Search begins for new NSA top lawyer, following a controversial resignation
The Defense Department has begun a new search for the top lawyer at the NSA roughly six months after the organization was ordered to install an ex-GOP operative in the job — the fallout of which continues to create tension between the intelligence organization and House Republicans.
The spy agency’s general counsel position was re-listed on Wednesday. The appointment is made by the Pentagon’s general counsel, though the NSA director traditionally has a say on the selection.
The process for picking the top lawyer had been a mostly munade affair until last November when Michael Ellis, then a White House political appointee, was named to the post after a civil service competition, bypassing more qualified candidates. The selection was made after the Pentagon’s general counsel came under pressure from the White House, according to people familiar with the matter.
The decision prompted outcries from congressional Democrats over Ellis’ qualifications and legal experts who saw it as an attempt to “burrow,” or install, a political appointee in a career civil service position at the country’s largest intelligence agency in the final days of the Trump administration.
The appointment was also opposed by U.S. Cyber Command and NSA Director Gen. Paul Nakasone, who sought to delay Ellis’ installation, according to two people with knowledge of the situation who spoke on the condition of anonymity.
Nakasone was eventually ordered by the acting defense secretary Christopher Miller to place Ellis in position as the agency’s general counsel. However, the day after Ellis was sworn in — the same day Joe Biden took office — Nakasone placed him on administrative leave pending an inquiry by DoD’s inspector general into the circumstances surrounding his hiring.
Ellis, who previously worked as a lawyer for the Republicans on the House Intelligence Committee and was White House senior director for intelligence at the time he was tapped, submitted his resignation in April.
"I have been on administrative leave for nearly three months without any explanation or updates, and there is no sign that NSA will attempt to solve the issue. I therefore resign my position, effective immediately," he wrote in an April 16 letter to Nakasone that was shared with Fox News.
In his letter, Ellis claimed Nakasone had declined to meet with him to "resolve any concerns you might have related to my selection" as general counsel, adding that his lawyer had also requested information “so I could help address any misunderstandings or concerns."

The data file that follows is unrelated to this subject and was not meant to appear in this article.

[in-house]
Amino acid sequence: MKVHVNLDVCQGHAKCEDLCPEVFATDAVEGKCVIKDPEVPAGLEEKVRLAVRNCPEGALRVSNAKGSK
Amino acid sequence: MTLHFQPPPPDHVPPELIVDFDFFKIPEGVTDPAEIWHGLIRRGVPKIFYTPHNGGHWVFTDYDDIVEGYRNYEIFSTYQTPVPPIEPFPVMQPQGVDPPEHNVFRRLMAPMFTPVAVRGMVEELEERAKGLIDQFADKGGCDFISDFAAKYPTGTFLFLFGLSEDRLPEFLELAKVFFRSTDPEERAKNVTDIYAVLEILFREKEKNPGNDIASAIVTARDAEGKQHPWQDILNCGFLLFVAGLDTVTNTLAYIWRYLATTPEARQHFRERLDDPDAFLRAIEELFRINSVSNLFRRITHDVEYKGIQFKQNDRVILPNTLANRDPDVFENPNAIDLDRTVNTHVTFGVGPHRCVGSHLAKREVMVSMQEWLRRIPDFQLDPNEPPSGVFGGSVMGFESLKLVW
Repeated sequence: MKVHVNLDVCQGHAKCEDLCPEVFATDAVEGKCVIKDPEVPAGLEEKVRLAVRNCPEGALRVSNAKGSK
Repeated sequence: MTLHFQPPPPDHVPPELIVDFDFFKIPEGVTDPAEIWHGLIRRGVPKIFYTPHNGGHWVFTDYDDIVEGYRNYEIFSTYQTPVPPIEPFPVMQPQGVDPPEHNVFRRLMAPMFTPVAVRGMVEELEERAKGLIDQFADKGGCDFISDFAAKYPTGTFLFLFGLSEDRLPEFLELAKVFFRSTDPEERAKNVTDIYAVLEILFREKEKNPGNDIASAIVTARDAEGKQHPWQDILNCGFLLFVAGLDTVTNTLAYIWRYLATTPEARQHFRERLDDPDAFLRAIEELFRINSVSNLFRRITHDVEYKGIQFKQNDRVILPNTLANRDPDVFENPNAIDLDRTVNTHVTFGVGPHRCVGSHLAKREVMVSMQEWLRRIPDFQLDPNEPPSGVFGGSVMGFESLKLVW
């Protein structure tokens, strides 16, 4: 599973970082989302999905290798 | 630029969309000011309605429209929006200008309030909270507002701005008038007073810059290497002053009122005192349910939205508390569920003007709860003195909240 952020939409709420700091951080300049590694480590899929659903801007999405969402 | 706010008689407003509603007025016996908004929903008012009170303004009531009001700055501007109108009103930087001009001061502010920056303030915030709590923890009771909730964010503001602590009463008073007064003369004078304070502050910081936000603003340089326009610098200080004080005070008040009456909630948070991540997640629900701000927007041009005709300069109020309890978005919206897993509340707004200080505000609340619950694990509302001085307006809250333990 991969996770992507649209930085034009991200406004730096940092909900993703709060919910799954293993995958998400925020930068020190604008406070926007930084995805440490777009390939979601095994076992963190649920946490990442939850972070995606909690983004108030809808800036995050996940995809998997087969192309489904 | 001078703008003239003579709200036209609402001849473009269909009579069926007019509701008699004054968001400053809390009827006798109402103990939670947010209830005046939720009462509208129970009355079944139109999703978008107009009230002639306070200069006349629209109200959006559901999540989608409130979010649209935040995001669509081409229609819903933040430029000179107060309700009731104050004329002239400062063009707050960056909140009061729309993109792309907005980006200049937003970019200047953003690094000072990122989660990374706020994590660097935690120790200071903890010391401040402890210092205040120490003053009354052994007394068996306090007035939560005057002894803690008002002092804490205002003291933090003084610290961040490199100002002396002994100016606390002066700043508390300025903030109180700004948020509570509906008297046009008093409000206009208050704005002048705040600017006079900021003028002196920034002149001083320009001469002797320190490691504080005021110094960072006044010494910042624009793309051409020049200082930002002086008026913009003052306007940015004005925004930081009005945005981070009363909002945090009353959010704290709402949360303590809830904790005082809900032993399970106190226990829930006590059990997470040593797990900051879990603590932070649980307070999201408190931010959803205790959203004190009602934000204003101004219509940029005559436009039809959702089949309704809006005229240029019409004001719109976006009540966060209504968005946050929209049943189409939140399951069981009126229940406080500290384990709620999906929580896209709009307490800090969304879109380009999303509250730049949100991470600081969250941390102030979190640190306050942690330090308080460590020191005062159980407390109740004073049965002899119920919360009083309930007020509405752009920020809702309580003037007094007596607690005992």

The missive came just days after Nakasone was publicly grilled over why Ellis was sidelined by GOP members of the House Intelligence Committee.
Rep. Devin Nunes (Calif.), the committee’ top Republican, asked if Nakasone had discussed the situation “with any of the reporters or elected Democrats or anyone outside the NSA or did you authorize anyone to do so?”
Nakasone said he had not and later declined to answer more questions about the situation, citing the inspector general probe.
Ellis is now a visiting fellow at the conservative Heritage Foundation think tank but the Republican anger over the incident has only grown over time.
Last month House Minority Leader Kevin McCarthy (R-Calif.) issued a statement condemning what he called a "disturbing trend" at the NSA following Ellis being placed on leave and extending to the charge made, without evidence, by Fox News host Tucker Carlson that he was being spied on by the agency.
"Earlier this year, I sent a letter to Secretary of Defense Austin expressing concern over the politicization of the Agency through the sidelining of Michael Ellis as NSA General Counsel," McCarthy said. "I asked that Mr. Ellis be reinstated and expressed my concern regarding undue political influence in NSA placing Mr. Ellis on administrative leave."
The NSA “cannot be used as a political instrument, and House Republicans will ensure accountability and transparency," he added, claiming the agency also “refused to deliver information requested” by the Republicans on the Intelligence panel.
The agency issued a rare public statement to Carlson’s allegation, labeling it “untrue.”
"Tucker Carlson has never been an intelligence target of the Agency and the NSA has never had any plans to try to take his program off the air."
"We target foreign powers to generate insights on foreign activities that could harm the United States," the statement said. "With limited exceptions (e.g. an emergency), NSA may not target a US citizen without a court order that explicitly authorizes the targeting."
Despite the denial, McCarthy said he asked Nunes to investigate the foreign intelligence agency.
The NSA had no comment.
Martin Matishak is a senior cybersecurity reporter for The Record. He spent the last five years at Politico, where he covered Congress, the Pentagon and the U.S. intelligence community and was a driving force behind the publication's cybersecurity newsletter.